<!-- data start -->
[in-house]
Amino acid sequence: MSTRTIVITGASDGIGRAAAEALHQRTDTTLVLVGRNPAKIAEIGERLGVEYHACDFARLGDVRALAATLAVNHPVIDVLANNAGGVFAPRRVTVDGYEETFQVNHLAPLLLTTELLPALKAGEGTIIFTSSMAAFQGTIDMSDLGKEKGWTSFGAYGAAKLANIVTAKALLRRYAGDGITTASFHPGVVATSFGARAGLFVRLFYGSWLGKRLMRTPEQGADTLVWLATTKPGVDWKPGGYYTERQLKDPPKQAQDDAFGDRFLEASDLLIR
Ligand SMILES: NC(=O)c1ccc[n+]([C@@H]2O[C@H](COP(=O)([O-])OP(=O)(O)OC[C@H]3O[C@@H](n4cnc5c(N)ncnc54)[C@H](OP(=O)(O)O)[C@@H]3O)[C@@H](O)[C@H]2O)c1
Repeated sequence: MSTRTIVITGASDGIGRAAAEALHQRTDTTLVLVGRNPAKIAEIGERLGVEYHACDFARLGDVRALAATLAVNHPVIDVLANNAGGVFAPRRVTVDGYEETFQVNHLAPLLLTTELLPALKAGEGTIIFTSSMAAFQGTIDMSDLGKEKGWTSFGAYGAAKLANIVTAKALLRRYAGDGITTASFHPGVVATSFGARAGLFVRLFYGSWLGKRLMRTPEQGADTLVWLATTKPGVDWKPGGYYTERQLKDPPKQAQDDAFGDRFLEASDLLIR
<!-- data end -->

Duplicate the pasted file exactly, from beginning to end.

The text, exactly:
[in-house]
Amino acid sequence: MSTRTIVITGASDGIGRAAAEALHQRTDTTLVLVGRNPAKIAEIGERLGVEYHACDFARLGDVRALAATLAVNHPVIDVLANNAGGVFAPRRVTVDGYEETFQVNHLAPLLLTTELLPALKAGEGTIIFTSSMAAFQGTIDMSDLGKEKGWTSFGAYGAAKLANIVTAKALLRRYAGDGITTASFHPGVVATSFGARAGLFVRLFYGSWLGKRLMRTPEQGADTLVWLATTKPGVDWKPGGYYTERQLKDPPKQAQDDAFGDRFLEASDLLIR
Ligand SMILES: NC(=O)c1ccc[n+]([C@@H]2O[C@H](COP(=O)([O-])OP(=O)(O)OC[C@H]3O[C@@H](n4cnc5c(N)ncnc54)[C@H](OP(=O)(O)O)[C@@H]3O)[C@@H](O)[C@H]2O)c1
Repeated sequence: MSTRTIVITGASDGIGRAAAEALHQRTDTTLVLVGRNPAKIAEIGERLGVEYHACDFARLGDVRALAATLAVNHPVIDVLANNAGGVFAPRRVTVDGYEETFQVNHLAPLLLTTELLPALKAGEGTIIFTSSMAAFQGTIDMSDLGKEKGWTSFGAYGAAKLANIVTAKALLRRYAGDGITTASFHPGVVATSFGARAGLFVRLFYGSWLGKRLMRTPEQGADTLVWLATTKPGVDWKPGGYYTERQLKDPPKQAQDDAFGDRFLEASDLLIR